The Book Thief: A Poignant Portrayal of the Truth as a Casualty of War

Categories: The Book Thief

I found that “The Book Thief” portrayed perfectly one of the greatest casualties of war – the truth. Markus Zusak writes about a young girl – Liesel Meminger – who is initially illiterate, however she realizes the importance and power behind words and stories and she hungers for them. She steals books in an effort to understand and eventually, under the tutelage of Hans Hubermann – her papa – she is able to immerse herself in the new ideas and truths conveyed in these stories.

I believe Liesel Meminger being a book thief is very significant in this context.

During Nazi Germany, Hitler had terrorized and destroyed people and nations with his words, convincing others of his anti-Semitic and anti-communist perspectives, murdering millions of Jews as a result. Throughout the novel Liesel becomes increasingly aware of the effect the Fuhrer’s words had on the war and finally understands that it was in fact the driving force behind the war. In what I believe was an attempt to try and restore understanding of the truth, as Hitler destroyed with his words, Liesel was stealing them back.

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In this novel, I believe that the effect of war was quite specific. War had the ability to suppress the truth by providing the people with only one side of the story, and because war is the conflict between peoples this oppression was accepted by those who believed in this side of the story whole heartedly, and forced upon those who were unable to understand any better or those too powerless to do anything if they believed in the contrary.

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However, Liesel Meminger was able to uncover the truth the war hid and realize the power words could have on a nation.

During Hitler’s dictatorship, propaganda was constantly being released speaking in favour of the Fuhrer’s ideals. The novel shows that these words and stories published in the newspapers were enough to convince a nation to follow Hitler, with few exceptions. For a while in the novel, we are told of Liesel complying with the rules that Hitler had set. “People lined the streets as the youth of Germany marched towards the town hall and the square. On quite a few occasions Liesel forgot about her mother and any other problem of which she currently held ownership. There was a swell in her chest as the people clapped them on.” I feel that in her ignorance, Liesel felt proud to be supporting the ideals of the Fuhrer. She followed the rules because she had been told that Hitler was right in trying to make Germany a ‘better’ nation; this was the only side of the story she had known.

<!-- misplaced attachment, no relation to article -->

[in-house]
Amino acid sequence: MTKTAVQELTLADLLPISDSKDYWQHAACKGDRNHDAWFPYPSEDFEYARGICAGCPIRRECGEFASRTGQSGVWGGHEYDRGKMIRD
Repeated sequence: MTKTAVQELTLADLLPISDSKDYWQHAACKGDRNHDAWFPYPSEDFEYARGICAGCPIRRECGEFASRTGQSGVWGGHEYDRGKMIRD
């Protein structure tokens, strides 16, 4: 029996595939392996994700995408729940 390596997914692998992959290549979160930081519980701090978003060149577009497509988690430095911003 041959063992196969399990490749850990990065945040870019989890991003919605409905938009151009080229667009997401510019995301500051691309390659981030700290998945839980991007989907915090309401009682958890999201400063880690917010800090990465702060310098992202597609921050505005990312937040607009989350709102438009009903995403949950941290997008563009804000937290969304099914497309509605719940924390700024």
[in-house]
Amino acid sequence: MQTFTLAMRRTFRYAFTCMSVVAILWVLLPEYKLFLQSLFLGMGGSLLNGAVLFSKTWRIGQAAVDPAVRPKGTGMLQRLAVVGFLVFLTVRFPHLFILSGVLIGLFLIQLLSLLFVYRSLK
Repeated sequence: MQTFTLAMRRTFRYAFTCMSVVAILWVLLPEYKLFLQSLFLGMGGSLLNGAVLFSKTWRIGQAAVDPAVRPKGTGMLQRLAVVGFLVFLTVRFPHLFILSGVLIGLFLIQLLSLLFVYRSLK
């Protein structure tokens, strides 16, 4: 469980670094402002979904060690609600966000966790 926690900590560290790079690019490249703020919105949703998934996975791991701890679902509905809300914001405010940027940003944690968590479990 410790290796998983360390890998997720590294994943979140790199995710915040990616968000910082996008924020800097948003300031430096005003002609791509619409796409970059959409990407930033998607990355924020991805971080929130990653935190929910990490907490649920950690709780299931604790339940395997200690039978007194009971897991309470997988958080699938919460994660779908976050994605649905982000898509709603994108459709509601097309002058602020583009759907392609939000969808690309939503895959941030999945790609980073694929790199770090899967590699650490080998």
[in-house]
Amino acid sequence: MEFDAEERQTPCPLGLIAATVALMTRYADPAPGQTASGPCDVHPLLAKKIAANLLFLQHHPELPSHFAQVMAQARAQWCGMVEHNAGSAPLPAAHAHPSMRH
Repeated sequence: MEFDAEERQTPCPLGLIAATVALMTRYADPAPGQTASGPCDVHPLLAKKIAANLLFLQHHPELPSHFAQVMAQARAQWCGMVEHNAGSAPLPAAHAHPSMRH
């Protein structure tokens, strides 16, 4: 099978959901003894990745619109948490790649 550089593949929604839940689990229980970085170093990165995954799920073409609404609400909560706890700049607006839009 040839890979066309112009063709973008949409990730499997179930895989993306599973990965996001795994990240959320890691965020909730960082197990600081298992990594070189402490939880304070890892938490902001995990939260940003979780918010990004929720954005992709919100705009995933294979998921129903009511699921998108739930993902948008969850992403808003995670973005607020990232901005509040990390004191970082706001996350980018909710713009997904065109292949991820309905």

It saddened me when I realized how vulnerable the people were. The children were especially susceptible to being convinced of the horrific ideals that Hitler and the Nazis had enforced upon the nation, as they had not known any other way. The adults would have been too afraid to teach them that what Hitler was doing was wrong, and in doing so they created another generation eager to follow the Fuhrer and his ideals. It only proved to me how malleable the human mind is. It astonishes me that Hitler was able to convince the entire nation proving that he possessed great skill in leadership and dialogue, it makes me wonder what would have happened if he decided to convince the people of a more benevolent cause.

World War II was a tragic event if not the worst case of evil discrimination and violence the world has experienced. However, like everything that happens in history I believe that we should be able to learn something from the war. Liesel discovered the truth that words are able to fuel a war, but perhaps they can be used to cause good as well. This shows me that perhaps we might not need to resort to violence and bloodshed to end the current conflicts; maybe we just need to find the right words. It seems to be too fanciful, but if words had the ability to start a war, it makes me wonder if they also have the power to end one.

The Jew her family was hiding in the basement told a different story to the one Liesel had grown up with. She uncovered the horrors of what was really happening in the country when she accidentally looked in one of the pages of the story Max was creating. On it was a picture of two Germans standing on a mountain of bodies, commenting: “Isn’t it a lovely day,” with the sun represented as the swastika in the corner of the page. Liesel was shocked to discover this other perspective. Perhaps she hadn’t realized the true horror of what was happening, but that day she uncovered the truth. Liesel was beginning to understand that perhaps Hitler’s way wasn’t the right way.